Paddy worked on the Belfast-based News during the 1960s and 70s, covering the early Troubles and Civil Rights movement for the newspaper.
He also wrote the ‘Pat Brady’ country music column for the newspaper before moving to BBC Radio Ulster.
Séamus Dooley, Irish Secretary at the National Union of Journalists, said: “Paddy O’Flaherty was the embodiment of all that was best in public service broadcasting. He had a vast range of interests and that was reflected in his career.
“He covered the darkest days of the Troubles with great sensitivity and as a news reader conveyed bad news to his listeners with appropriate dignity. Throughout his journalism career he also reflected the wider facets of life in Northern Ireland.”
Northern Ireland’s First Minister Arlene Foster said she was “really sorry to hear about Paddy’s death. Such a gentle person”, while Deputy First Minister Martin McGuinness said he was “a wonderful broadcaster, fiddler and like myself, a fly fisherman”.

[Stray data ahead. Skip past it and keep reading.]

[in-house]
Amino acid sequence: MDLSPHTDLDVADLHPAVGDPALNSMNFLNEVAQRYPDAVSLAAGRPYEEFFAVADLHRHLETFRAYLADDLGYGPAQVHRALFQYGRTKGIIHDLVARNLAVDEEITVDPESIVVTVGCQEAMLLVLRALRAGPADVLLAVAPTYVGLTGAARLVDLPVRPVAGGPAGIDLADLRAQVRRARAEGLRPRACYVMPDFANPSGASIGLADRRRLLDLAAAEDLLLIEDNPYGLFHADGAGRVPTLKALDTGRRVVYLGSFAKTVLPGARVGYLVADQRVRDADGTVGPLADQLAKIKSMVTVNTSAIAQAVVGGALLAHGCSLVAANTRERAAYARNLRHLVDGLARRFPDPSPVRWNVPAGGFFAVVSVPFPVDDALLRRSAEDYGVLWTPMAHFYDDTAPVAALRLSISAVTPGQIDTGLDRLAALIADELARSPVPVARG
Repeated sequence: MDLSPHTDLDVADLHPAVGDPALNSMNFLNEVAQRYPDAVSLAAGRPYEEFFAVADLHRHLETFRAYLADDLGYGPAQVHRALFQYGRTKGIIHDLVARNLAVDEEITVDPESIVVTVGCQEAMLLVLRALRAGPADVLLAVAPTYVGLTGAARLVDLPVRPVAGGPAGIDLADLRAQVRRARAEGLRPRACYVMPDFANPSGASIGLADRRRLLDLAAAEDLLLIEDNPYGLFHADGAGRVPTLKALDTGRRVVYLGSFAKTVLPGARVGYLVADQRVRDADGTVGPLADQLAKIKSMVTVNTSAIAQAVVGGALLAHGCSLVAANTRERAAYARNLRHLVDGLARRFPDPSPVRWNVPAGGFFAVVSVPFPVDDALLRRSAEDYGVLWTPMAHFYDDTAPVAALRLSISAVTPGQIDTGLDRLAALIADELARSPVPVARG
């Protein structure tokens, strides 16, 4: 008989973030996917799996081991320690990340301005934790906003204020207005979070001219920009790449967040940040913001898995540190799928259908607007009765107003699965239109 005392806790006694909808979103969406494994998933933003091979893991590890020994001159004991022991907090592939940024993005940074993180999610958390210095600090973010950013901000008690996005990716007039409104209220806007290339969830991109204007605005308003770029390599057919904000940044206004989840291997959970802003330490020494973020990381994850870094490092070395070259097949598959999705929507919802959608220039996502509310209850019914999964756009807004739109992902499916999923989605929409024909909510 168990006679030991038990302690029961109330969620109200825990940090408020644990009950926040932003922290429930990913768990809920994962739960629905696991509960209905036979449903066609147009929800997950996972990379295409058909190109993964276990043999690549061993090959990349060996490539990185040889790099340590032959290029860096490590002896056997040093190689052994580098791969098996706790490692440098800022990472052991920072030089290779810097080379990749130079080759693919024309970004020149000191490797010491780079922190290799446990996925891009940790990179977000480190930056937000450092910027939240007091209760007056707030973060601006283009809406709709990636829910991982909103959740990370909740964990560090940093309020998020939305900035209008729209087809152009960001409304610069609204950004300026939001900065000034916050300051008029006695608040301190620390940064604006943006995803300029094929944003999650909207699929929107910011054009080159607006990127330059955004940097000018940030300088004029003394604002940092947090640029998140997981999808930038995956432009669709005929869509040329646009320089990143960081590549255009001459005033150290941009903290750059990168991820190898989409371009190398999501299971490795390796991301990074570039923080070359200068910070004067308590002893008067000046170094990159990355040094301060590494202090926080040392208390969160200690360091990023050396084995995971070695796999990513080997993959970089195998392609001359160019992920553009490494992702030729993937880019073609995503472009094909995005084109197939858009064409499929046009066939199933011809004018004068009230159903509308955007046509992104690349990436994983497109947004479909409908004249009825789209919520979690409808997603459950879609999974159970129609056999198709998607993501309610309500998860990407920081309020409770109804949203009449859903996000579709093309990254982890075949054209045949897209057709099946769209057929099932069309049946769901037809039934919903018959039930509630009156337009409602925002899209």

Paddy presented and reported on a range of Radio Ulster programmes including, Good Morning Ulster and Evening Extra, as well as reading television and radio news bulletins for the BBC.
A life-long supporter of country music, he built up a huge following for his radio programmes, first on Downtown Radio and then on BBC Radio Ulster with the long-running Country Club in which many stars appeared, including Willie Nelson, Johnny Cash and Loretta Lynn.
Paddy also presented Make Mine Country on BBC NI television.
Louis McConnell, who worked with Paddy at the News, said he was a “unique and entertaining colleague”, while UTV broadcaster Paul Clark said he was “deeply saddened to hear about the death of Paddy”.
Paul added: “I was a rookie journalist in the Irish News when we first met. What a super voice.”